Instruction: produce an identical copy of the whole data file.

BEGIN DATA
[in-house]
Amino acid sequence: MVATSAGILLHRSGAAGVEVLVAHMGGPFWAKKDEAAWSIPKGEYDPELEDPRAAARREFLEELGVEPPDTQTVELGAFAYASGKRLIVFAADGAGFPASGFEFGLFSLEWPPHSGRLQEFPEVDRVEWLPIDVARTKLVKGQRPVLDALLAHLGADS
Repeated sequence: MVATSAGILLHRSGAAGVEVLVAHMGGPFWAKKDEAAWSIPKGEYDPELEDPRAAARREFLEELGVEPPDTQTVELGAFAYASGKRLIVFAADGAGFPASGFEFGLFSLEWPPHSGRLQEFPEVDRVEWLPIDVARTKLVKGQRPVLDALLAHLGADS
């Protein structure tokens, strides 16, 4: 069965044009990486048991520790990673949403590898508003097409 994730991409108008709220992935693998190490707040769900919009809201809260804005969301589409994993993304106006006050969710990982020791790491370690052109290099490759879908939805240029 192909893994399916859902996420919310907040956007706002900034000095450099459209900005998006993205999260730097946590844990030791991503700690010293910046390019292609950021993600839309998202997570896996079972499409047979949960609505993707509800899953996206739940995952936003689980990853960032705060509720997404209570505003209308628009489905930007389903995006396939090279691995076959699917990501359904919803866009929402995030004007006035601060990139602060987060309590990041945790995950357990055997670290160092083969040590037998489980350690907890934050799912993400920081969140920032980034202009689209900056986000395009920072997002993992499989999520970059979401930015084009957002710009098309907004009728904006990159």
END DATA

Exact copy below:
[in-house]
Amino acid sequence: MVATSAGILLHRSGAAGVEVLVAHMGGPFWAKKDEAAWSIPKGEYDPELEDPRAAARREFLEELGVEPPDTQTVELGAFAYASGKRLIVFAADGAGFPASGFEFGLFSLEWPPHSGRLQEFPEVDRVEWLPIDVARTKLVKGQRPVLDALLAHLGADS
Repeated sequence: MVATSAGILLHRSGAAGVEVLVAHMGGPFWAKKDEAAWSIPKGEYDPELEDPRAAARREFLEELGVEPPDTQTVELGAFAYASGKRLIVFAADGAGFPASGFEFGLFSLEWPPHSGRLQEFPEVDRVEWLPIDVARTKLVKGQRPVLDALLAHLGADS
């Protein structure tokens, strides 16, 4: 069965044009990486048991520790990673949403590898508003097409 994730991409108008709220992935693998190490707040769900919009809201809260804005969301589409994993993304106006006050969710990982020791790491370690052109290099490759879908939805240029 192909893994399916859902996420919310907040956007706002900034000095450099459209900005998006993205999260730097946590844990030791991503700690010293910046390019292609950021993600839309998202997570896996079972499409047979949960609505993707509800899953996206739940995952936003689980990853960032705060509720997404209570505003209308628009489905930007389903995006396939090279691995076959699917990501359904919803866009929402995030004007006035601060990139602060987060309590990041945790995950357990055997670290160092083969040590037998489980350690907890934050799912993400920081969140920032980034202009689209900056986000395009920072997002993992499989999520970059979401930015084009957002710009098309907004009728904006990159």